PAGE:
Japanese scientist’s work on how cells clear debris may open new therapeutic avenues for cancer, CNS diseases
The 2016 Nobel Prize for medicine was awarded last week to Yoshinori Ohsumi for his work elucidating the mechanisms and components of autophagy.
Autophagy is a housekeeping process by which cells maintain a healthy balance of the proteins, carbohydrates and lipids they need to function properly. The word autophagy comes from the Greek meaning self-eating and refers to the ability of cells to degrade, digest and recycle components of the cell that are no longer needed. If a cell is under stress due to hypoxia or runs low on nutrients autophagy is triggered to digest non-essential molecules, which in turn provides building blocks for the components key to survival.
These days it seems rare for a Nobel Prize to be awarded to a single scientist. Ohsumi earned his for neat experiments performed in the 1990s and the impact they had on understanding the importance of cell housekeeping to development, aging and combating disease. Since the ‘50s scientists knew about lysosomes—the cellular compartment responsible for degradation—but didn’t understand how cells delivered stuff to it. Working in yeast cells Ohsumi figured out how to study this process and demonstrated that 15 genes were responsible for the proteins and protein complexes that controlled the delivery of cellular waste to the lysosome for degradation. That delivery process involves the formation of an intracellular membrane, reminiscent of Pac-man, which literally wraps around and engulfs the unwanted molecules, to form an autophagosome. The autophagosome can be big enough to contain proteins, virus particles, mitochondria or other organelles. The laden autophagosome then fuses with a lysosome to allow degradation of the contents before release of the raw materials.
Autophagy goes on all the time and is one component of the complex system known as the proteostasis network. (Here’s a graphic from Scientific American describing the process). This network has the massively complicated task of maintaining functional protein homeostasis in cells. This includes not only managing the correct folding and trafficking of newly synthesised proteins with molecular chaperones, identifying misfolded proteins and re-folding them but also ensuring that toxic oligomers and aggregates are broken down, recycled and removed from the cell.
Ohsumi went on to show that his work in yeast cells translated to human cells and laid the ground work for a field that has expanded dramatically. From 20 publications on autophagy in 1990 the field has grown to over 3,000 publications in 2015, as the importance of this process to the treatment of disease becomes better understood.
Two key areas in which it may be possible to exploit autophagy pathways to treat disease are in oncology and neurodegeneration.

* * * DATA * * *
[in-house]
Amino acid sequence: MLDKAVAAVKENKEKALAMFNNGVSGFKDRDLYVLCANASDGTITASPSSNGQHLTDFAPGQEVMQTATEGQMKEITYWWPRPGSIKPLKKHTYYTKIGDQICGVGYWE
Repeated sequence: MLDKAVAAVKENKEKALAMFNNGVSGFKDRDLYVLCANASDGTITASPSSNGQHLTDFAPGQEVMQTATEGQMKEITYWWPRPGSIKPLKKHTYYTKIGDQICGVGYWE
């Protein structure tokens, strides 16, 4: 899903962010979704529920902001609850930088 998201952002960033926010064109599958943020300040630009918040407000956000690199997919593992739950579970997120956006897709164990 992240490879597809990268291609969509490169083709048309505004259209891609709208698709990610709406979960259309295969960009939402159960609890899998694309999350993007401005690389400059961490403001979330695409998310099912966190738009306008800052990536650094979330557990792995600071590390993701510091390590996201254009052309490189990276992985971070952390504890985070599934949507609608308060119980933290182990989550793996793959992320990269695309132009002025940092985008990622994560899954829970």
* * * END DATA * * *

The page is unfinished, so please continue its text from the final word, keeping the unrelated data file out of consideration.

The role of autophagy in oncology is controversial, with some studies suggesting it has a tumor-suppressing role, meaning we would want to upregulate it, and other studies suggesting that tumors require a high level of autophagy for proliferation and that we would actually want to suppress it. In addition, the presence of a chemotherapeutic agent stresses the cancer cell, which can trigger autophagy. There is clearly much more to understand and lots of work to be done in this area, but autophagy inhibitors are already in cancer trials, either alone or in combination with other anti-cancer agents.
In neurodegenerative diseases such as amyotrophic lateral sclerosis (ALS), Parkinson’s and my own area of expertise, Huntingtons’s disease (HD), the proteostasis network is put under extreme pressure by the presence of mutant proteins prone to aggregation. Increasing or upregulating autophagy is one approach being explored to try to help neurons rid themselves of these toxic proteins that build up and lead to neurodegeneration. It may be that a subtle increase in the rate that neurons clear these toxic proteins will be sufficient, over the long periods that these diseases take to develop, to delay the onset of neurodegeneration.
One specific link between autophagy and HD is the observation that a polymorphism in one of the autophagy genes, Atg7, renders the brain less able to clear mutant proteins and has been linked to an earlier age of onset for HD. Increasing the activity of a system is never as easy as inhibiting it but one approach to upregulating autophagy is to inhibit the kinase mTOR. In experiments performed with HD mouse models, mTOR inhibitors have been shown to increase turnover of the autophagy machinery – known as autophagic flux – and reduce aggregates in brain slices. Other druggable targets may offer more selective approaches to upregulating autophagy.
It is yet to be seen whether autophagy can be safely upregulated to reduce the level of mutant protein in the chronic way required to have an impact on ALS, PD or HD, but with the work of Yoshinori Ohsumi and others that have followed him, we certainly have a far greater understanding of how cells keep themselves healthy and some rational therapeutic approaches to explore.